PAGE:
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Inside Gaming: Busy Week for Online Poker Legislation; DraftKings and FanDuel Dismiss Merger Talk

Inside Gaming: Busy Week for Online Poker Legislation; DraftKings and FanDuel Dismiss Merger Talk
  • Michigan, California, and New York have all been talking online poker legislation this week.

  • Despite the rumors, daily fantasy sports giants DraftKings and FanDuel won't confirm merger talk.

This week's installment of Inside Gaming attempts to catch you up on the many happenings throughout the U.S. regarding online poker-related legislation as well as that rumor regarding the two largest daily fantasy sports sites perhaps considering the possibility of joining forces.

Online Poker Bills Earning Attention in Several States

The last seven days have been particularly active on the legislative front with regard to online poker's prospects in the United States. At present only three out of 50 states allow online poker — Nevada, Delware, and New Jersey — but several other states are presently considering bills to permit their residents to join the game.


We mentioned here a week ago how in Michigan the state's Senate Regulatory Reform Committee had passed an online poker and casino bill by a 8-1 margin, thereby sending the bill to the entire Michigan senate. News of the favorable committee vote on the bill, titled the "Lawful Internet Gaming Act," came somewhat suddenly, as there hadn't seemed to be much momentum behind the bill since its introduction in April.

Don't start betting on online poker in Michigan just yet, however, as the current legislative session ends in two weeks and the prospects for the bill proceeding further aren't necessarily the brightest. Learn more about the bill and its prospects here:


We've been discussing the possibility of online poker in California for over a decade now, but at the start of this week such talk had become more intriguing as an online poker bill appeared poised to pass through the state's Assembly Appropriations Committee to be heard by the entire Assembly.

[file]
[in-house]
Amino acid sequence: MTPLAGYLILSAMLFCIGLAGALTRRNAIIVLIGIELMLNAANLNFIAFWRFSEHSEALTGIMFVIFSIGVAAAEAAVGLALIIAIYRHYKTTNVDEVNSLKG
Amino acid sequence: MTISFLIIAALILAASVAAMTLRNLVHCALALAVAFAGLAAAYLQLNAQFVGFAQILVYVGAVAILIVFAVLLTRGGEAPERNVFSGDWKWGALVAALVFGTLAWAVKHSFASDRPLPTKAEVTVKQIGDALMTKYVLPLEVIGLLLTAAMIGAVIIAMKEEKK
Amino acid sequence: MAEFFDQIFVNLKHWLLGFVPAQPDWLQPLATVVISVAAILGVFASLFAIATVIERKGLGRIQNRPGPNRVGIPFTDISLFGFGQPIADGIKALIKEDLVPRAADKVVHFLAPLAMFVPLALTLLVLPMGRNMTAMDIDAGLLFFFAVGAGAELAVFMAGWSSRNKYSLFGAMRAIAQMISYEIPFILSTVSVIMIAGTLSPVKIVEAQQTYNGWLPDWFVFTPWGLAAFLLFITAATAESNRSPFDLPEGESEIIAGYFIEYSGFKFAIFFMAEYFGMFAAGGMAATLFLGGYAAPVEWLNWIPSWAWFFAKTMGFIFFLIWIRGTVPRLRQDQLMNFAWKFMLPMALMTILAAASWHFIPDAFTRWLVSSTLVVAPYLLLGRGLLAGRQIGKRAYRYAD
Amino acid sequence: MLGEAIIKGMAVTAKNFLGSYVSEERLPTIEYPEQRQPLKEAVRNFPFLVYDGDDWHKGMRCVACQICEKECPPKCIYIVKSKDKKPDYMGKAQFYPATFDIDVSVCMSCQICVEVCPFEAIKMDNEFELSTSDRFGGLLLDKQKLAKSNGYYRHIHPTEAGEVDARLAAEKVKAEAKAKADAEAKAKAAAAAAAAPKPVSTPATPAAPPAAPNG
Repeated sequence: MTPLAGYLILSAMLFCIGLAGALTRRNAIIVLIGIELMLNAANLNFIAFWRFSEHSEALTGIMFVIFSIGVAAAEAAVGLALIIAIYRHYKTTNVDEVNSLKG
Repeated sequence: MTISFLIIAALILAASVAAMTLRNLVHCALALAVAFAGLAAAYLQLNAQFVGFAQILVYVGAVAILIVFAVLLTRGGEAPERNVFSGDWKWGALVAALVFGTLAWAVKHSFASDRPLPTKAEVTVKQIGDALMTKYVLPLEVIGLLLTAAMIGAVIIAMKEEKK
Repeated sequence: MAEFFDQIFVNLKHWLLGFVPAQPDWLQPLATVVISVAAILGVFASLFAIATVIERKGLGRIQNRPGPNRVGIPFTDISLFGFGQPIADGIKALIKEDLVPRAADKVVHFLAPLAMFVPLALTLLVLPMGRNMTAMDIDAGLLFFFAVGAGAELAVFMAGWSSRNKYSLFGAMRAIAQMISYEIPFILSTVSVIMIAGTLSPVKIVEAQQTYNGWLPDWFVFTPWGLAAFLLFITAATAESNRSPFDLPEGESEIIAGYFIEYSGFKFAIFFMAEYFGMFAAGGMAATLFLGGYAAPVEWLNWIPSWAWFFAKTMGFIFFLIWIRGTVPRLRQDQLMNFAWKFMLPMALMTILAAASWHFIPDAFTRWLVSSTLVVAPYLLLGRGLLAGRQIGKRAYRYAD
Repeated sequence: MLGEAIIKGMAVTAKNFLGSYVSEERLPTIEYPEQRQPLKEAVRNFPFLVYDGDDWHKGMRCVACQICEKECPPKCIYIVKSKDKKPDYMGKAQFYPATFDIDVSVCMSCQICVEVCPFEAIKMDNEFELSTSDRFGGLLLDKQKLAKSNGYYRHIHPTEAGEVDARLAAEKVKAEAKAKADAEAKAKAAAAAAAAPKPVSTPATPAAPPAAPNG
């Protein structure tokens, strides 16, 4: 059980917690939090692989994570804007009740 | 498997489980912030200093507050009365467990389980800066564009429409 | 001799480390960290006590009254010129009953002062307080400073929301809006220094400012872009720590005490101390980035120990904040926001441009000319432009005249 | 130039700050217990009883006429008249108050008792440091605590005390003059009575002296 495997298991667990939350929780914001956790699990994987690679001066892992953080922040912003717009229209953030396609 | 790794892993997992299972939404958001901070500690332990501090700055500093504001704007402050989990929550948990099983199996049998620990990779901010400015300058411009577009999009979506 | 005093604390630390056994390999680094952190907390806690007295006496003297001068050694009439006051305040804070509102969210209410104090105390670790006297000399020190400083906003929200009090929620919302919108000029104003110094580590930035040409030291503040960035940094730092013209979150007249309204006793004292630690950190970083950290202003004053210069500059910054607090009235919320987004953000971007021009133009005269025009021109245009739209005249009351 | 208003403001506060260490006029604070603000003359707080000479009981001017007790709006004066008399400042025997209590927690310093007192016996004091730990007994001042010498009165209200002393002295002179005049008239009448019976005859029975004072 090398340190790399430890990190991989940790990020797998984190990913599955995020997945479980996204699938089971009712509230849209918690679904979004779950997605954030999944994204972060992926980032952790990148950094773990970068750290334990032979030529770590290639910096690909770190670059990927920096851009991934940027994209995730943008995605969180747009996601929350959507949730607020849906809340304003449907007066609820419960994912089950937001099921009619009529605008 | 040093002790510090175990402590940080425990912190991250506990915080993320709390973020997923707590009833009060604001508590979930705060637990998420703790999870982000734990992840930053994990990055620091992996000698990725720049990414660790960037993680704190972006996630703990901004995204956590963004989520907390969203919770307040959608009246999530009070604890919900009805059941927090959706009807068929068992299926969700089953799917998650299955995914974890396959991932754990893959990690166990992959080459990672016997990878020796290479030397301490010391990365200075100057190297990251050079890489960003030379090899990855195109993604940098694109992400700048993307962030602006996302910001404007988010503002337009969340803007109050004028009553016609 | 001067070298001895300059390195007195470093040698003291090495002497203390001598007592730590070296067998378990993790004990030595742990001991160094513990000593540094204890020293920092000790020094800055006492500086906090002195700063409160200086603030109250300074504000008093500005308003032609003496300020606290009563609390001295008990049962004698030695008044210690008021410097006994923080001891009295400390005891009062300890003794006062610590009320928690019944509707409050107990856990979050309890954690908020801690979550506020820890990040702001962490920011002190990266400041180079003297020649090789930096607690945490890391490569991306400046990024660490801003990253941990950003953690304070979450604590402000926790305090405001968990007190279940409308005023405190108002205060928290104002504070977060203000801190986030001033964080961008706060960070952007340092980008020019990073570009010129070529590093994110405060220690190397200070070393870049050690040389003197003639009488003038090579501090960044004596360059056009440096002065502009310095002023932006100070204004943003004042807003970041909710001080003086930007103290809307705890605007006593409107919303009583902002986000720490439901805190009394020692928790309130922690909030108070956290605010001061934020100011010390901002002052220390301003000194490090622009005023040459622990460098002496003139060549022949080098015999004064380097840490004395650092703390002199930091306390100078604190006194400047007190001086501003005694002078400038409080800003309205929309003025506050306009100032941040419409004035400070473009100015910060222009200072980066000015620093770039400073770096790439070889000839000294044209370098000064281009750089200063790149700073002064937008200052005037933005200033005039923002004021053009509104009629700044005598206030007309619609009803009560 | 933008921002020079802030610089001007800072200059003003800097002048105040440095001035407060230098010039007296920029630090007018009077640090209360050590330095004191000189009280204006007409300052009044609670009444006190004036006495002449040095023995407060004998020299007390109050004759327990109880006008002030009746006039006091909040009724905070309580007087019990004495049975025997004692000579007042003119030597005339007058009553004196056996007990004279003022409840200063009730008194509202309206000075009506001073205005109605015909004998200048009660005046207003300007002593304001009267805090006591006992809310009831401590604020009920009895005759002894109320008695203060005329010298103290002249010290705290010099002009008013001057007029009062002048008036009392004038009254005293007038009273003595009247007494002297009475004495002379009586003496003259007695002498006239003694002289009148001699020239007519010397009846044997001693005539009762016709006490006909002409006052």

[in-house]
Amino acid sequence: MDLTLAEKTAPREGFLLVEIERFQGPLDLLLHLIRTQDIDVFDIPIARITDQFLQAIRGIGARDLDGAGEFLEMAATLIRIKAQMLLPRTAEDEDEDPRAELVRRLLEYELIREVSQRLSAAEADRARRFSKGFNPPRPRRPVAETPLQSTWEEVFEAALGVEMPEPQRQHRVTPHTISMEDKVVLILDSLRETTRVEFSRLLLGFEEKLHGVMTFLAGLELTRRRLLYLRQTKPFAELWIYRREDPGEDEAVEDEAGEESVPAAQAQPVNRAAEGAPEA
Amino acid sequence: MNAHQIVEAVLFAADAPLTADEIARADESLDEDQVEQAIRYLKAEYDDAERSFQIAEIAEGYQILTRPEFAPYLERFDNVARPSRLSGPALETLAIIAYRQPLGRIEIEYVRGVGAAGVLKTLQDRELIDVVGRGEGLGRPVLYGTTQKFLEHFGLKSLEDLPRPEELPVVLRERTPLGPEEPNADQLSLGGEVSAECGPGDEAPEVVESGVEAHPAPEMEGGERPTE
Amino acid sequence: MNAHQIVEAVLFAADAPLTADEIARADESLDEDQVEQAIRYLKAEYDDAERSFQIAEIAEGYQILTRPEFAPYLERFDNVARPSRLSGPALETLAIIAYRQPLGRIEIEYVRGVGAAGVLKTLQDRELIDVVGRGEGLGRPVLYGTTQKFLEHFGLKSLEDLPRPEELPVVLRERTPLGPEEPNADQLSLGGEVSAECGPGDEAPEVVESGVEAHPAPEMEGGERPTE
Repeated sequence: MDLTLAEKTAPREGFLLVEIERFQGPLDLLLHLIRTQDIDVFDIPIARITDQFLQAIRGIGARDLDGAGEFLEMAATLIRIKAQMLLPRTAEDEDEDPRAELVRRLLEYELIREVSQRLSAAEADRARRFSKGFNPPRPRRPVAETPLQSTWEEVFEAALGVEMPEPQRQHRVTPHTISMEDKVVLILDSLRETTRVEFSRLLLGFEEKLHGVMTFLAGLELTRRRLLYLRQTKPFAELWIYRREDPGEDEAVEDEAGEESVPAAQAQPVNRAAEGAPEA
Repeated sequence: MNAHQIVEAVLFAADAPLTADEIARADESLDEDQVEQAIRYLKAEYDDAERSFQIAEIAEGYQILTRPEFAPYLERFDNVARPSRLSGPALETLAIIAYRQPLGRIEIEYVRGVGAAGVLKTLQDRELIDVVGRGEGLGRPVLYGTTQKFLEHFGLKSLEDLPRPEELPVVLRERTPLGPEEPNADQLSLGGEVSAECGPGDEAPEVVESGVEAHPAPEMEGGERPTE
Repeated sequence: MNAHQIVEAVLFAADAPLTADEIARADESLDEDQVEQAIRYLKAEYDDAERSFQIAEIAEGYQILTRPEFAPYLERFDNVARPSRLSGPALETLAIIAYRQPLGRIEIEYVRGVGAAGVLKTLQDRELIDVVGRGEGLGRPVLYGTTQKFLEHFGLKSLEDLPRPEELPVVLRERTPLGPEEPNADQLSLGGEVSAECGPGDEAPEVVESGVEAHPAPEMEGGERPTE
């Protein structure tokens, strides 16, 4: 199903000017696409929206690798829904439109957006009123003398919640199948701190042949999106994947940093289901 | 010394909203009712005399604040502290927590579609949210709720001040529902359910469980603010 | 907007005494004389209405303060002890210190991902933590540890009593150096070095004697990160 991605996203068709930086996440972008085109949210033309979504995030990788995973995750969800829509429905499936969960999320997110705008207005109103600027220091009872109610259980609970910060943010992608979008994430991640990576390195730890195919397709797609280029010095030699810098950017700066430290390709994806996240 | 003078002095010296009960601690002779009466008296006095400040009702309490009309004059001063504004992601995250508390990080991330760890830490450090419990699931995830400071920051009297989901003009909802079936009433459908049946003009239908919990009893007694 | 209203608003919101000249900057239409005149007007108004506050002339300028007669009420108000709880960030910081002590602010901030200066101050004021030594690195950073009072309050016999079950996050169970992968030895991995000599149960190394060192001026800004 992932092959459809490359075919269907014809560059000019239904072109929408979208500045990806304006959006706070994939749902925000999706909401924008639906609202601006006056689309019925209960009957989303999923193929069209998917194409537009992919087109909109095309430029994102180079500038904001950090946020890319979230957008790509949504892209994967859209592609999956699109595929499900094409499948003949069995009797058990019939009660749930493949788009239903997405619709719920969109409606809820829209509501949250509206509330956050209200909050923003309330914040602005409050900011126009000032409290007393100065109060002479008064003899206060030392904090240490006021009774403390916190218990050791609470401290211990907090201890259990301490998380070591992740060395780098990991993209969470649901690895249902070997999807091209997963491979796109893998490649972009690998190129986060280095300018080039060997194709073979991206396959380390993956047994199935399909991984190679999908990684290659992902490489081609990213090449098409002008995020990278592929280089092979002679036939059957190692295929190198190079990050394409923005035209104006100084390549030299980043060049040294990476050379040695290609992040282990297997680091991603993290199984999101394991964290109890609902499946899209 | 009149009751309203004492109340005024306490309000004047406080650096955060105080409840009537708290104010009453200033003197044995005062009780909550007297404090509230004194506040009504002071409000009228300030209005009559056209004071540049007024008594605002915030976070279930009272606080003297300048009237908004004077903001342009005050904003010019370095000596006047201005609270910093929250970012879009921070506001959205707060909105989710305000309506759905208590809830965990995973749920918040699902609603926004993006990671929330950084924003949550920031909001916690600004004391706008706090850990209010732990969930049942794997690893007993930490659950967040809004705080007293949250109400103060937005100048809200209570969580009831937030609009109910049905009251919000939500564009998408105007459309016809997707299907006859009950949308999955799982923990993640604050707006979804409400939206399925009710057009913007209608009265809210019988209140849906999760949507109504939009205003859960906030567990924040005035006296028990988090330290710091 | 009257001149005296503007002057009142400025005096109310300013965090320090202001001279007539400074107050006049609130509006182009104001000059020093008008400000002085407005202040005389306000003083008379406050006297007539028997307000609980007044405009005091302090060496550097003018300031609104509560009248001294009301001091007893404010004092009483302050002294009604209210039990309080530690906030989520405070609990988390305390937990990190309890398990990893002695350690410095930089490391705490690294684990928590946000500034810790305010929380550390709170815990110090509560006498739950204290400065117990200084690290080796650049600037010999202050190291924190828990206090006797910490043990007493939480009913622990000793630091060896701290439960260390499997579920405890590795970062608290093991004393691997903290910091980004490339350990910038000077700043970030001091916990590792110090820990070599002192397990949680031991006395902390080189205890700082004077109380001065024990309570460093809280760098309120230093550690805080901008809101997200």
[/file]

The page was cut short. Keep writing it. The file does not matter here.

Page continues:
An obstacle was encountered, however, when a six-tribe coalition led by the Pechanga Band of Luiseno Mission Indians expressed opposition to the bill, with the Agua Caliente Band of Cahuilla Indians additionally speaking against it.

The "bad actor" sticking point has arisen again as a point of contention, specifically with regard to the possibility of PokerStars being allowed to rejoin the online poker game in the Golden State.

Jason Somerville of Team PokerStars Pro has been voicing his support of online poker legislation getting passed in California. He can be heard discussing the campaign this week in "Jason Somerville Wants You To Join the #Fight4Poker."

Meanwhile, for an in-depth discussion of the situation, including an interview with California Assemblyman Adam Gray who authored the bill being considered, read here:


It's been a similarly up-and-down week in New York when it comes to online poker's prospects, where cautious optimism early in the week was soon followed by doubt and uncertainty.

On Tuesday the state's senate passed an online poker bill by a wide margin — 53-to-5 — meaning unlike in Michigan or California, such a bill had been moved even further up the legislative ladder. But the Assembly still had to consider it, and word even then from Assemblyman J. Gary Pretlow who authored their version of the bill was that it didn't have the same support in his chamber.